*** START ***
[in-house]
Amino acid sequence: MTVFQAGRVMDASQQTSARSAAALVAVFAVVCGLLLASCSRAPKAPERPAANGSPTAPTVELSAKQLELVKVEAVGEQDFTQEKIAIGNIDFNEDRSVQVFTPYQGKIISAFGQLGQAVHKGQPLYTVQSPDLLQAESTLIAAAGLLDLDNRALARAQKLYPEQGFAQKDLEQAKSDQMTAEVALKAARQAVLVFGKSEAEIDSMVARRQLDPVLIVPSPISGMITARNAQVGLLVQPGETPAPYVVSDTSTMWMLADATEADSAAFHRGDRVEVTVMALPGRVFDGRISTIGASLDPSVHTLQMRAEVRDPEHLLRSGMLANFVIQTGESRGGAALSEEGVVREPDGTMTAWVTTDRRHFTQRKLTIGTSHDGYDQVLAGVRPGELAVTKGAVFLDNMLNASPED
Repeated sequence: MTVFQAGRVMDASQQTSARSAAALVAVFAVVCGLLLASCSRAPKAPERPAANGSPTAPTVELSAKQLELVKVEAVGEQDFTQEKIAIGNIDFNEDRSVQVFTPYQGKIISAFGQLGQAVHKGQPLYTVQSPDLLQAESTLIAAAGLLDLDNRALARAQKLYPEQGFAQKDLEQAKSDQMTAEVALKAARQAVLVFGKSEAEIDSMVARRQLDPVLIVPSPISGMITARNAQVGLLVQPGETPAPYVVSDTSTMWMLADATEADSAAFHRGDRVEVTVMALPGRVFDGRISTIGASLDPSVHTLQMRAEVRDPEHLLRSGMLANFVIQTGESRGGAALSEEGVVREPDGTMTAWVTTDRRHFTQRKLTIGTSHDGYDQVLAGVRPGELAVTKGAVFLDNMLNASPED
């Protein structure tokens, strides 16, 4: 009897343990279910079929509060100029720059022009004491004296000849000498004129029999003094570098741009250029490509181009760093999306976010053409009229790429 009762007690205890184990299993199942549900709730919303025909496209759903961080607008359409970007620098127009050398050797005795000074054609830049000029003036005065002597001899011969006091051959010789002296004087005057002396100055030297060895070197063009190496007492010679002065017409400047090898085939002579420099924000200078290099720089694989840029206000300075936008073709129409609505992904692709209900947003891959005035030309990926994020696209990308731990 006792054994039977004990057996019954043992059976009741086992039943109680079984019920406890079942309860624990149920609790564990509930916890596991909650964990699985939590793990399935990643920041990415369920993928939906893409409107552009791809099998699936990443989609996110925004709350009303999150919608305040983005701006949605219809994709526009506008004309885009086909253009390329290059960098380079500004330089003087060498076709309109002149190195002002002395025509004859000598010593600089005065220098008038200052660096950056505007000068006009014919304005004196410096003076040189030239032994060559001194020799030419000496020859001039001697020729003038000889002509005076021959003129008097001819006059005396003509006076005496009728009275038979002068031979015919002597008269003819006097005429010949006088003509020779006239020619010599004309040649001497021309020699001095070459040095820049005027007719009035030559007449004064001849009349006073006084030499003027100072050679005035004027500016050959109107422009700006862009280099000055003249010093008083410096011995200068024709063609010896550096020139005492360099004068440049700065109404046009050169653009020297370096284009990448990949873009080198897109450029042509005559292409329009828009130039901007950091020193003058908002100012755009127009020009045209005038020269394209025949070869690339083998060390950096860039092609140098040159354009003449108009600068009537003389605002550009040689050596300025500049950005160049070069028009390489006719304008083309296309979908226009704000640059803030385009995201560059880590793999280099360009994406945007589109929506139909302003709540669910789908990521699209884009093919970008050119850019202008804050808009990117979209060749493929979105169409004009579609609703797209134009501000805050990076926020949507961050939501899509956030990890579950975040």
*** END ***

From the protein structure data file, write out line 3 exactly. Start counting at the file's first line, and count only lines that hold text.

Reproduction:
Repeated sequence: MTVFQAGRVMDASQQTSARSAAALVAVFAVVCGLLLASCSRAPKAPERPAANGSPTAPTVELSAKQLELVKVEAVGEQDFTQEKIAIGNIDFNEDRSVQVFTPYQGKIISAFGQLGQAVHKGQPLYTVQSPDLLQAESTLIAAAGLLDLDNRALARAQKLYPEQGFAQKDLEQAKSDQMTAEVALKAARQAVLVFGKSEAEIDSMVARRQLDPVLIVPSPISGMITARNAQVGLLVQPGETPAPYVVSDTSTMWMLADATEADSAAFHRGDRVEVTVMALPGRVFDGRISTIGASLDPSVHTLQMRAEVRDPEHLLRSGMLANFVIQTGESRGGAALSEEGVVREPDGTMTAWVTTDRRHFTQRKLTIGTSHDGYDQVLAGVRPGELAVTKGAVFLDNMLNASPED